Make a pact to swear off cursing


Do you remember when, or why, you started swearing?

I don’t recall, exactly, but it was probably in college while I was learning other adult pleasures and responsibilities, such as drinking coffee and paying for my own long-distance calls. Even then, cursing was mostly for effect and never with any regularity.

In the home where I grew up, foul language was not forbidden, it was nonexistent. I have a vague memory of my mother using a swear word once late in her life, but not why or even what the word was.

My father peppered his speech — or rather, his stories — with mild interjections such as “hell’s bells,” but nothing more than that. Card games were called “Spit on your Neighbor,” dogs went outside to do their business and people sat on their behinds.

And one thing I do know for sure is that no one ever cursed at me.

One time I personally let it fly, though, was while cooking a Mexican flan. The spoon tipped out of the pan where I was caramelizing sugar and a molten gob landed on my left hand … the three steps to the cold water at the sink were among the longest in my life. I was later accused of swearing like a sailor, whatever that really means.

Yet I have to admit that I’ve been cursing more in the last few years — mostly when I can’t find something or when I somehow hurt myself (see above). Words have leapt from my mouth that surprised even me the first few times, but having broken that barrier, they slip out more easily now in place of what used to be something like, “Wow, what a bummer.”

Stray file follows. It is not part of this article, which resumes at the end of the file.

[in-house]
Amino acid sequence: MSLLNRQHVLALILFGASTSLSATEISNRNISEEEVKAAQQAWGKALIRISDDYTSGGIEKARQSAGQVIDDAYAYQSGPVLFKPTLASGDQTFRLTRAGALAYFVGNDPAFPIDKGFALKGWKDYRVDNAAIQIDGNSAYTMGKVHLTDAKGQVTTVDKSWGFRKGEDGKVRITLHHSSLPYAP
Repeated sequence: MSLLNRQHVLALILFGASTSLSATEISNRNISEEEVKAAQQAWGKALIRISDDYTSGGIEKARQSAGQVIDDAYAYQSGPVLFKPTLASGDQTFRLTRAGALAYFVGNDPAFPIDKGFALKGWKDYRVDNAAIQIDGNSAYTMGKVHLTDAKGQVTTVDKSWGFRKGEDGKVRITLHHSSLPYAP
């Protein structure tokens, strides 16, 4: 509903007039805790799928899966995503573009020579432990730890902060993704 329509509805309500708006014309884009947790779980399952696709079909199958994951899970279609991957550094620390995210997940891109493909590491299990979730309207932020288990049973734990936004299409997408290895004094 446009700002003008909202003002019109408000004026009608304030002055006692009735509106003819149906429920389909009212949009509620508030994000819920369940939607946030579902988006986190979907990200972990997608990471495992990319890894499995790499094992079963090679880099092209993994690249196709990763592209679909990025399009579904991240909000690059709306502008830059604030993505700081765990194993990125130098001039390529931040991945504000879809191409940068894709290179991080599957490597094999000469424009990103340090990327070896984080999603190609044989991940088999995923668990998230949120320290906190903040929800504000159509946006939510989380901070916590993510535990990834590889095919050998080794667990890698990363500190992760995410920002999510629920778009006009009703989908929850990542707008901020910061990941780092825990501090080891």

And that’s only part of it. Swearing is rampant and spreading like an epidemic. Words that used to be followed by mouthfuls of soap are now regularly chanted at hockey games. Epithets most foul litter language on the big screen as well as the little ones in our living rooms. Coffee houses sound like the proverbial locker rooms. And don’t even get me started on social media!

All this makes me wonder why, indeed, we tolerate — and sometimes engage in — such unrestrained swearing. For me, I think that no matter how much I’ve always disliked foul language, I’m getting numb to it.

Swearing, like sex and violence, has become gratuitous in our popular culture. Curse words from my youth have completely lost their power to shock. So it’s on to the next and the next, and I don’t believe I am the only one who’s troubled by this trend.

That’s why I’m taking my one small step to stop. I just don’t like the way swearing makes me feel.

For one thing — although this never actually happened — I can picture my mother swooping down on me with a “WHAT-did-you-just-say?” look on her face. Another important reason is that most people I respect simply don’t curse as a matter of course. So, if and when they do swear, by golly, it means something. And, darn it, that’s how I want people to think of me, too.

Want to join me on this one giant step for humankind?

Andrea Doray is a writer whose friends think it’s charming when she says “dang” instead of … well, you know. Contact her at


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